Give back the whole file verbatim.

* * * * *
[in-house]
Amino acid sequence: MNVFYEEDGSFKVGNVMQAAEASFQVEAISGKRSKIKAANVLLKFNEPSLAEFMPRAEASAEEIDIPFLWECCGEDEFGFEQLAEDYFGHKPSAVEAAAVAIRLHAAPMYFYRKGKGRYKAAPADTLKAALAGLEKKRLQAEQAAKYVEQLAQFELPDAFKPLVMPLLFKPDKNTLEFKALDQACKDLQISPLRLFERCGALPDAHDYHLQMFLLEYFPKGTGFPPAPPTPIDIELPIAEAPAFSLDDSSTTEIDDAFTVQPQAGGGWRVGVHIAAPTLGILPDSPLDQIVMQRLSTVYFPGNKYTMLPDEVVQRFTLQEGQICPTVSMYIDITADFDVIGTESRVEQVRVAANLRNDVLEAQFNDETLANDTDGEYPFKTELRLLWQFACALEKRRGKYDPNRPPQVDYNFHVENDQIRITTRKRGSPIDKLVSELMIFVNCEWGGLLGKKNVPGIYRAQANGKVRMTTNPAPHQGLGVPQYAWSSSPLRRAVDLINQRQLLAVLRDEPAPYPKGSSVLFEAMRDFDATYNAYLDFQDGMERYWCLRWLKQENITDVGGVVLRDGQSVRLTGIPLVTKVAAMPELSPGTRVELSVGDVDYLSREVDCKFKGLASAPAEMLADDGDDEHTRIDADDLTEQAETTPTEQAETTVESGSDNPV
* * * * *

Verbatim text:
[in-house]
Amino acid sequence: MNVFYEEDGSFKVGNVMQAAEASFQVEAISGKRSKIKAANVLLKFNEPSLAEFMPRAEASAEEIDIPFLWECCGEDEFGFEQLAEDYFGHKPSAVEAAAVAIRLHAAPMYFYRKGKGRYKAAPADTLKAALAGLEKKRLQAEQAAKYVEQLAQFELPDAFKPLVMPLLFKPDKNTLEFKALDQACKDLQISPLRLFERCGALPDAHDYHLQMFLLEYFPKGTGFPPAPPTPIDIELPIAEAPAFSLDDSSTTEIDDAFTVQPQAGGGWRVGVHIAAPTLGILPDSPLDQIVMQRLSTVYFPGNKYTMLPDEVVQRFTLQEGQICPTVSMYIDITADFDVIGTESRVEQVRVAANLRNDVLEAQFNDETLANDTDGEYPFKTELRLLWQFACALEKRRGKYDPNRPPQVDYNFHVENDQIRITTRKRGSPIDKLVSELMIFVNCEWGGLLGKKNVPGIYRAQANGKVRMTTNPAPHQGLGVPQYAWSSSPLRRAVDLINQRQLLAVLRDEPAPYPKGSSVLFEAMRDFDATYNAYLDFQDGMERYWCLRWLKQENITDVGGVVLRDGQSVRLTGIPLVTKVAAMPELSPGTRVELSVGDVDYLSREVDCKFKGLASAPAEMLADDGDDEHTRIDADDLTEQAETTPTEQAETTVESGSDNPV